The practice flourished as did the doctor's family and he soon had two daughters, Jean and Marjorie and two partners, Drs Deacon and Rose. He was later to sell the practice and move into Newcomen Street where he was able to practice his first love. surgery.
Dr Hamilton's short army experience with the AIF must have been enjoyable for Dr Beeston who was the Cornmander of the Hunter River Lancers Militia Field Ambulance was able to persuade him to enlist. He did and eventually succeeded Dr Beeston as Lieutenant Colonel Commander of the Field Ambulance, a position he held until the outbreak of World War 11. The Colonel enjoyed those days in the militia immensely and was often seen leading the Unit on his horse followed by the horse-drawn ambulances.
Colonel Hamilton's militia training stood him in good stead when, at the outbreak of the 1939-45 war, he was asked to command a Casualty Clearing Station (CCS). The unit was sent to Malaya and was captured at the fall of Singapore but not before serving with distinction in a short but intense campaign. Dr Hamilton became a prisoner of war and for 4 long years was a guest of the Japanese. Most of this time was spent in Burma with the POW's who were building the infamous Burma-Thailand Railway. Here again, Dr Hamilton served with distinction this time as a doctor tending the sick and maimed with courage and fortitude under the worst possible conditions. This story has been brilliantly recorded in Dr Hamilton's book Soldier Surgeon in Malaya. This is not only an account of one medical man's experience of war but is a wonderful medical record of those historic years.
Back in Australia he returned to his practice and to a rapidly changing world. For many years he continued to practice surgery being appointed to both Royal Newcastle Hospital and the Mater Hospital as visiting surgeon. However, he did not confine his activities to surgery alone. He played a very important part in the community. To mention just a few of these activities for example he carried out a survey of working conditions for workers for the BHP, a report that, I understand, was later used during an application by the men for better working conditions. He was an active member of the Central Northern Medical Association and played a prominent part in it’s affairs. He was a member of a Council set up to form~ the University College, later to become the University of Newcastle, and was a founding member of the University Union. A letter of appreciation from the then Vice-Chancellor, Professor Auchmuty paid tribute to his contribution in glowing terms.
An active member of Newcastle Legacy from the end of the war, he served on the pensions committee until well into his eighties, making a significant contribution to the widows and families of deceased ex-service men.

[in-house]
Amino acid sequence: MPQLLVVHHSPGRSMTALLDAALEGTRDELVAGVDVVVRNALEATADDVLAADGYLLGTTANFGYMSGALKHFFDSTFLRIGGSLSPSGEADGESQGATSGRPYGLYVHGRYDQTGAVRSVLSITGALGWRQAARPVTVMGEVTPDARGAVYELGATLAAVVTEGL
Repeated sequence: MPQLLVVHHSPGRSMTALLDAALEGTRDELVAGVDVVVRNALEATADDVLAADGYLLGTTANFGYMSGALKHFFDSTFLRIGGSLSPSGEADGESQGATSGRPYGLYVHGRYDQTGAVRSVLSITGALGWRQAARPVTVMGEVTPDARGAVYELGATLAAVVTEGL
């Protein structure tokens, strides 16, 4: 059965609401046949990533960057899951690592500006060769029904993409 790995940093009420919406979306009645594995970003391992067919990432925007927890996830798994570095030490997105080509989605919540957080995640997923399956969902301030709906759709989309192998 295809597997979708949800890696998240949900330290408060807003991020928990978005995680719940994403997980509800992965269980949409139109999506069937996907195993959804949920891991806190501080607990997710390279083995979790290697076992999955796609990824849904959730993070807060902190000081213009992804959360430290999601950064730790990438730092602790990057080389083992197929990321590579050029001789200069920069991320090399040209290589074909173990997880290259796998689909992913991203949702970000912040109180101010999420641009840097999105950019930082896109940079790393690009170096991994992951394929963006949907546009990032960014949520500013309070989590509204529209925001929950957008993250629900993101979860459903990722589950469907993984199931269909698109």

Dr Hamilton was held in high regard by his medical associates and by members of the hospital staffs to whom he was affectionately known as "Tom". I remember
meeting the doctor again at Royal Newcastle Hospital for the first time after the war and addressing him as Sir. "Don't call me Sir" he said "Call me Tom.
Dr Hamilton retired from surgery in the early 60's but as he enjoyed travel he continued for many years taking trips as Ship's Surgeon often accompanied by his wife. One such trip was as Surgeon to Her Royal Highness Princess Alice on a trip to England.
Sadly he lost his beloved wife during the 60's and lived a bachelor life thereafter. He was strongly independent and resisted any attempt to have help until well into his 80's when he was no longer able to manage on his own. His last few years were spent in his own home where he was lovingly cared for by his devoted family and, especially, his daughter, Jean, the wife of Bill Charlton.
Dr Thomas Hamilton was a great Novocastrian and he will be long remembered by the citizens of this city as well as by his many colleagues and friends.
Pathologist & Ex Prisoner of War Medical Officer on the Burma Thailand Railway
Article collated by Lt Col Peter Winstanley (Ret’d) RFD FAIBF JP.
ANZAC DAY IN POW CAMPS
ANZAC DAY ADDRESS 1958 BY LT COL THOMAS HAMILTON ED
RAAMC (Retired) former Commanding Officer 2/4 Casualty Clearing Station (CCS)
To thousands of Australian ex-servicemen Anzac Day brings back memories of almost forgotten campaigns, memories in which, fortunately, the painful periods are less likely to be remembered than the happy ones.
Figure 1 Roberts Barracks Hospital was roughly 1 mile further east of Selerang and was originally the main military hospital for resident British troops. It was bombed and shelled. Artist RJ (Dick) Cockran 2/12 Fd Coy RAE
As a prisoner-of-war in World War II at Roberts Hospital in the vast Changi encampment at Singapore, I had charge of a Ward of about one hundred wounded men. We had no nurses, and although our nursing orderlies worked splendidly, the dressing of wounds on the makeshift beds (often on the floor) .was a back-breaking job. Many of the wounded were in a bad way, for the hospital had no water supply, clean dressings were scarce, and flies were abundant. The morale of the men was fairly good, but overall lay the depressing fear of the unknown P.O.W. life ahead of them.